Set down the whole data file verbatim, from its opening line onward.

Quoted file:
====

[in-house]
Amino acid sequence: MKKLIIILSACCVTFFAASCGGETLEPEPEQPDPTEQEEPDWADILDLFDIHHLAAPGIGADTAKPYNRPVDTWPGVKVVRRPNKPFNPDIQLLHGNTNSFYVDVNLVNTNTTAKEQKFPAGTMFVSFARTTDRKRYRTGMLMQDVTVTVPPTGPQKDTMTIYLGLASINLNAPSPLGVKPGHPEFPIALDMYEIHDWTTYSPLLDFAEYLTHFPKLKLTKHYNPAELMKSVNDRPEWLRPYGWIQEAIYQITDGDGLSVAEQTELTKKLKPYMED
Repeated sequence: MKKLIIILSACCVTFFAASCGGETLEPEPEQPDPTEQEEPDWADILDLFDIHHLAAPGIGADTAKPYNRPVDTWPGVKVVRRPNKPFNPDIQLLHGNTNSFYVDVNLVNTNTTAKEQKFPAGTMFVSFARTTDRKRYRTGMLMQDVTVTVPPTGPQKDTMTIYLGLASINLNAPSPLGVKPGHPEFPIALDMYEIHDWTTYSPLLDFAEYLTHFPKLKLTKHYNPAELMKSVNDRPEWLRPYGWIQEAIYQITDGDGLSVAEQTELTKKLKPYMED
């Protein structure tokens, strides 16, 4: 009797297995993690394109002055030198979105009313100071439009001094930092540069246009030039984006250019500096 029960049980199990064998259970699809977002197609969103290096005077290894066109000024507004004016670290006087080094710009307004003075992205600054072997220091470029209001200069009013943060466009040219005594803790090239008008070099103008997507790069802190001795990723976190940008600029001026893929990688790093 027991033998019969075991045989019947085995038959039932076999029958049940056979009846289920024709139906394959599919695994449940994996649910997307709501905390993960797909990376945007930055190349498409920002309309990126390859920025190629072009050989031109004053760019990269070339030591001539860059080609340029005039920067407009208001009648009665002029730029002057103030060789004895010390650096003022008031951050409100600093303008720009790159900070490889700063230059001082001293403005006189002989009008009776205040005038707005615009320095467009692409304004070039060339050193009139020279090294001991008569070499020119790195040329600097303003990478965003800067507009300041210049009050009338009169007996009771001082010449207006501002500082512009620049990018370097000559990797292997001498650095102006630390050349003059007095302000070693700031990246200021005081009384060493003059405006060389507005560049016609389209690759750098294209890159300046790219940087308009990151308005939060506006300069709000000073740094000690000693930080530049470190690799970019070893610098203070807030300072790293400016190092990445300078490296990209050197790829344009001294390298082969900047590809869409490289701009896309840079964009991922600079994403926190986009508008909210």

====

[in-house]
Amino acid sequence: MKKLIIILSACCVTFFAASCGGETLEPEPEQPDPTEQEEPDWADILDLFDIHHLAAPGIGADTAKPYNRPVDTWPGVKVVRRPNKPFNPDIQLLHGNTNSFYVDVNLVNTNTTAKEQKFPAGTMFVSFARTTDRKRYRTGMLMQDVTVTVPPTGPQKDTMTIYLGLASINLNAPSPLGVKPGHPEFPIALDMYEIHDWTTYSPLLDFAEYLTHFPKLKLTKHYNPAELMKSVNDRPEWLRPYGWIQEAIYQITDGDGLSVAEQTELTKKLKPYMED
Repeated sequence: MKKLIIILSACCVTFFAASCGGETLEPEPEQPDPTEQEEPDWADILDLFDIHHLAAPGIGADTAKPYNRPVDTWPGVKVVRRPNKPFNPDIQLLHGNTNSFYVDVNLVNTNTTAKEQKFPAGTMFVSFARTTDRKRYRTGMLMQDVTVTVPPTGPQKDTMTIYLGLASINLNAPSPLGVKPGHPEFPIALDMYEIHDWTTYSPLLDFAEYLTHFPKLKLTKHYNPAELMKSVNDRPEWLRPYGWIQEAIYQITDGDGLSVAEQTELTKKLKPYMED
């Protein structure tokens, strides 16, 4: 009797297995993690394109002055030198979105009313100071439009001094930092540069246009030039984006250019500096 029960049980199990064998259970699809977002197609969103290096005077290894066109000024507004004016670290006087080094710009307004003075992205600054072997220091470029209001200069009013943060466009040219005594803790090239008008070099103008997507790069802190001795990723976190940008600029001026893929990688790093 027991033998019969075991045989019947085995038959039932076999029958049940056979009846289920024709139906394959599919695994449940994996649910997307709501905390993960797909990376945007930055190349498409920002309309990126390859920025190629072009050989031109004053760019990269070339030591001539860059080609340029005039920067407009208001009648009665002029730029002057103030060789004895010390650096003022008031951050409100600093303008720009790159900070490889700063230059001082001293403005006189002989009008009776205040005038707005615009320095467009692409304004070039060339050193009139020279090294001991008569070499020119790195040329600097303003990478965003800067507009300041210049009050009338009169007996009771001082010449207006501002500082512009620049990018370097000559990797292997001498650095102006630390050349003059007095302000070693700031990246200021005081009384060493003059405006060389507005560049016609389209690759750098294209890159300046790219940087308009990151308005939060506006300069709000000073740094000690000693930080530049470190690799970019070893610098203070807030300072790293400016190092990445300078490296990209050197790829344009001294390298082969900047590809869409490289701009896309840079964009991922600079994403926190986009508008909210």